Big Metal Is Conspicuously Tight-Lipped on U.S.-China Trade Rift
(Bloomberg) -- If mining companies are as bothered by Trump’s tariffs as investors appear to be, they’re not saying.
A full-out trade war between the U.S. And China could negatively affect the metals and mining sector in several ways. China could respond to Friday’s U.S. tariffs by cutting imports of raw materials, hurting corporate revenue and weighing on metals prices.
If it also hikes domestic production of resources like copper or coal, the boost to supply could be a double-whammy for prices. Meanwhile, U.S. tariffs on a huge range of equipment and parts could feed inflation, driving up miner’s costs.
Despite this -- and a sell-off in metals equities that made the sector the worst performer on the S&P 500 -- many miners opted to bite their tongues.
“We do not have comments at this time,” Eric Kinneberg, a spokesman for Phoenix-based Freeport-McMoRan Inc., said by email as the world’s largest publicly traded copper producer’s stock fell as much as 5.3 percent. Barrick Gold Corp., which has significant assets in Nevada, also declined to comment. Meanwhile Nucor Corp., the largest U.S. steelmaker, said by email it had “nothing today” -- a stark contrast to its positive reactions to U.S. tariffs imposed on steel and aluminum imports earlier this year.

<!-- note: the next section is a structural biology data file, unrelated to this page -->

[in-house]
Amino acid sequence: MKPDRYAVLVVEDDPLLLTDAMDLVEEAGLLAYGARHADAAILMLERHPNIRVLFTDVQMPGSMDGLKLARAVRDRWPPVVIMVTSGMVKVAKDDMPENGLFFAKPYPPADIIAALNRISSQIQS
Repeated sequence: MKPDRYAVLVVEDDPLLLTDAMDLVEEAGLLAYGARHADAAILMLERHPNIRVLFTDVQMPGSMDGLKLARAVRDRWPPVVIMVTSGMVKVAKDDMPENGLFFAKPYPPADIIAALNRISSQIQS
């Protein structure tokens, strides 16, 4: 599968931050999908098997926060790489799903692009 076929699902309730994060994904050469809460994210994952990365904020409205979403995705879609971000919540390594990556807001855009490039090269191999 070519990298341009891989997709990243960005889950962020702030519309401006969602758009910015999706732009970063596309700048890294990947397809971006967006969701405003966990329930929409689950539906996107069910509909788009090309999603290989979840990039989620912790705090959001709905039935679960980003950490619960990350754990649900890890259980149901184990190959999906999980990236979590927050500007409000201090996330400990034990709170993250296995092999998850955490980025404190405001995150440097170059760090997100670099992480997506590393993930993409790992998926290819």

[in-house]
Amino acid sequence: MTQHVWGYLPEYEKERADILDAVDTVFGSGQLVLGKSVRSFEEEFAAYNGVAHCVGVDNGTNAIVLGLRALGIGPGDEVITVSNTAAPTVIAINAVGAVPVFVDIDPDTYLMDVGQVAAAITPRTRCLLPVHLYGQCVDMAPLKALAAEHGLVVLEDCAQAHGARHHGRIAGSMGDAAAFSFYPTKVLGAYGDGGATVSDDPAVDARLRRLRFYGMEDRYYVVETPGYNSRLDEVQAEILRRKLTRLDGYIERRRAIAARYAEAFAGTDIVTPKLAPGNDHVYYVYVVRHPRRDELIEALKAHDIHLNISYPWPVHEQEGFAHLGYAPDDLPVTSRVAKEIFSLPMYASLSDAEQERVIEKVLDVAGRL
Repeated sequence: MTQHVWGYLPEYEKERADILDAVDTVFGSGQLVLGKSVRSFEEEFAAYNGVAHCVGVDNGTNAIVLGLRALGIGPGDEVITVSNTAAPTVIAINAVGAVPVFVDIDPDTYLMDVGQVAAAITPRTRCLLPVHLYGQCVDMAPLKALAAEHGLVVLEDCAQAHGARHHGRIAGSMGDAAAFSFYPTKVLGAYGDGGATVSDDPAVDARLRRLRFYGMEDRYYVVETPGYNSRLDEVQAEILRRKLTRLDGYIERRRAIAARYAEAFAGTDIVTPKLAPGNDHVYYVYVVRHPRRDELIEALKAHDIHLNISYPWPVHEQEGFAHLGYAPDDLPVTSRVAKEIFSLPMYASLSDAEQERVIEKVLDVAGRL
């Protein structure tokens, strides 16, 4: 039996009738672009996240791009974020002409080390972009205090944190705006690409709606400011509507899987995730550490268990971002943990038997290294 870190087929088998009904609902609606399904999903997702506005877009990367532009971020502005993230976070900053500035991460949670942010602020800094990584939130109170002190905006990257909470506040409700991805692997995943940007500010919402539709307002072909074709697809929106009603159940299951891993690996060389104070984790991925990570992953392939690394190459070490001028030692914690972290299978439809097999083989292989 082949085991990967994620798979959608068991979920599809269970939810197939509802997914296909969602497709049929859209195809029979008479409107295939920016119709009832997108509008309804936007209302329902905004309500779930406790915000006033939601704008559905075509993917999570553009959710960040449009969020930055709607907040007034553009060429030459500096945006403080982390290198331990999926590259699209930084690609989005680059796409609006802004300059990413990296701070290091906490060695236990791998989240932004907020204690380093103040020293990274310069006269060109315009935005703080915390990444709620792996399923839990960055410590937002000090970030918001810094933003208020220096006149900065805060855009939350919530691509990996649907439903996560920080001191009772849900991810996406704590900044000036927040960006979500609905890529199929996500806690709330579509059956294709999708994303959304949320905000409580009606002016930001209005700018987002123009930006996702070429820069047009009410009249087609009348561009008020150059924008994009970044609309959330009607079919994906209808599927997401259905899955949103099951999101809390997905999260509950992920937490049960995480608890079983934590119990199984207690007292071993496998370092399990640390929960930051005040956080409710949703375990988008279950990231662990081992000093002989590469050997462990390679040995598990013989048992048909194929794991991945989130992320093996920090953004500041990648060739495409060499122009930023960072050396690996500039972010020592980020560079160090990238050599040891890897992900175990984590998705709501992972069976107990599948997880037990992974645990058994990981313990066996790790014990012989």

Other metal producers opted to deliver carefully measured statements.
“It’s not clear at this point if the proposed tariffs will have any material impact on our costs or operations,” Omar Jabara, a spokesman for U.S.-based Newmont Mining Corp., said by email. “We would have to analyze the proposed list and see what if any of the targeted products are sourced in China.” Most of the gold miner’s machinery is provided by Caterpillar Inc., he said.
Alcoa Corp.’s commentary was slightly more direct. “Alcoa encourages the administration to engage China in addressing the critical issue of global overcapacity,” the largest U.S. aluminum producer said by email.
Vancouver-based Teck Resources Ltd., which was heading for its biggest loss of the year in Toronto trading, noted most of its operations are outside the U.S.
“We don’t believe the measures will have a direct impact on our business,” Chris Stannell said by email. “However, ultimately commodity demand is directly linked to global economic growth.”
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